Thomas Murphy - Pine Shores Real Estate



Posted by Thomas Murphy on 7/6/2014

Baking soda is not just for baking. It has many uses in your home from removing stains to treating burns and bites. Here are some great tips for home uses of baking soda: Just one-teaspoon baking soda to one quart of warm water will clean your refrigerator. Unclog your drain with a cup of baking soda. Pour it into the opening of your drain and then add a cup of hot vinegar. Wait a few minutes, flush the drain with a quart of boiling water. Keep the pests out of your home by laying down barrier of baking soda under sink-pipe openings and along basement windows. Relieve sunburned or itchy skin by adding baking soda to your bath water. A paste of baking soda and water applied to a burn or an insect bite will provide relief. Clean your toothbrush by soaking it in baking soda and warm water overnight. A paste of baking soda and water will remove stains from your coffee and tea cups, and red sauce stains from plastic containers. Post your own baking soda tips below.





Posted by Thomas Murphy on 10/27/2013

Salt on popcorn, as a seasoning, or even to melt ice but did you know there are many other unexpected ways to use salt around the house? Salt is something you will want to stock up on when you see how many great uses there are. Here are some unexpected household uses for salt: Salt will help get out fruit stains. Rub salt on the while still wet, and put it in the wash. Mildew spots can be removed by rubbing salt in some buttermilk, apply it to the stain and then let dry in the sun. Wine spills can be absorbed by salt. Pour salt on the spot immediately. Remove heat rings from your furniture by applying a paste of salt and olive oil. Let sit for about an hour and then wipe with a soft cloth. Kill unwanted weeds by pouring boiling salt water over them. Freshen those smelly sneakers by sprinkling their insides with salt. Wait 24 hours for the salt to absorb the odor, and then shake them out. Dry out dirty, muddy footprints from your carpet by sprinkling salt on carpet before vacuuming. Can you think of any other great uses for salt? Please share.





Posted by Thomas Murphy on 11/25/2011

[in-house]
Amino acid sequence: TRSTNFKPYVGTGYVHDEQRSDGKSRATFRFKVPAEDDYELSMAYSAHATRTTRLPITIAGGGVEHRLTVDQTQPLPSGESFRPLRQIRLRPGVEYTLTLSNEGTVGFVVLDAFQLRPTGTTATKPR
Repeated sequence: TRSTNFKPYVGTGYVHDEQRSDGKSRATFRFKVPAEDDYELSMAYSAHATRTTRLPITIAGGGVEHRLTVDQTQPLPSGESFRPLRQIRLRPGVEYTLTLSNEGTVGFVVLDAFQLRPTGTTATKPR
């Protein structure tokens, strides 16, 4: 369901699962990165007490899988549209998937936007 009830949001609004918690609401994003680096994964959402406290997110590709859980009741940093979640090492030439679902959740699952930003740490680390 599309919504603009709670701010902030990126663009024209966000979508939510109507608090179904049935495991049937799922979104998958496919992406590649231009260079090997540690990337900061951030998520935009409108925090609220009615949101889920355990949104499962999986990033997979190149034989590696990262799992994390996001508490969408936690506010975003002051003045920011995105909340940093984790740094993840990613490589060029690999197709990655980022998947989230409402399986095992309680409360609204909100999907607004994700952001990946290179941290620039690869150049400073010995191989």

Greening up your home is not only good for the environment it is also good on your wallet. According to the National Institutes of Health, the U.S. generates about 208 million tons of municipal solid waste a year, that's more than 4 pounds per person per day. Here are some minor changes you can implement at home that will add up to real benefits. Green up your appliances Replace your old refrigerator and save as much as $150 a year. Appliances are the biggest drain on a home's total energy bill. Replace appliances older than 10 years with energy-efficient models that bear the "Energy Star" logo. Energy Star-qualified appliances use 10%-50% less energy and water than standard models. Take Your Temperature Use a programmable thermostat to keep your home's temperature on a schedule. Program the thermostat in cold weather and keep it higher in warm weather. Set the timer to only change the temperature when you are home. During the colder months, each degree below 68F saves 3%-5%. You may also want to consider replacing older furnaces. Today's furnaces are about 25% more efficient than they were in the 1980s. Use Water Wisely Save every time you flush by installing low-flow toilets. They use only 1.6 gallons per flush, compared to 3.5 gallons per flush for pre-1994 models. Save water at your faucets by installing aerators. This could cut your annual water consumption by 50%. Let there be Light Using Compact Fluorescent Light bulbs (CFLs) will consume 66% less energy. CFLs may cost a little more but they last 10 times longer than a standard incandescent bulb. In dollars and cents, replacing a 100-watt incandescent bulb with a 32-watt CFL can save $30 in energy costs over the life of the bulb. Practice Plastic Placement Did you know Americans throw away some 100 billion polyethylene plastic bags? Plastics (grocery, trash and sandwich bags to name a few) are made from petroleum. Plastics are considered one of the main contributors to global warming. Always make sure to reduce, re-use and recycle your plastics. There are many more ways to live green. If you are looking for more ideas check out National Geographic's Green Guide. Please share your tips for saving money, energy and living green.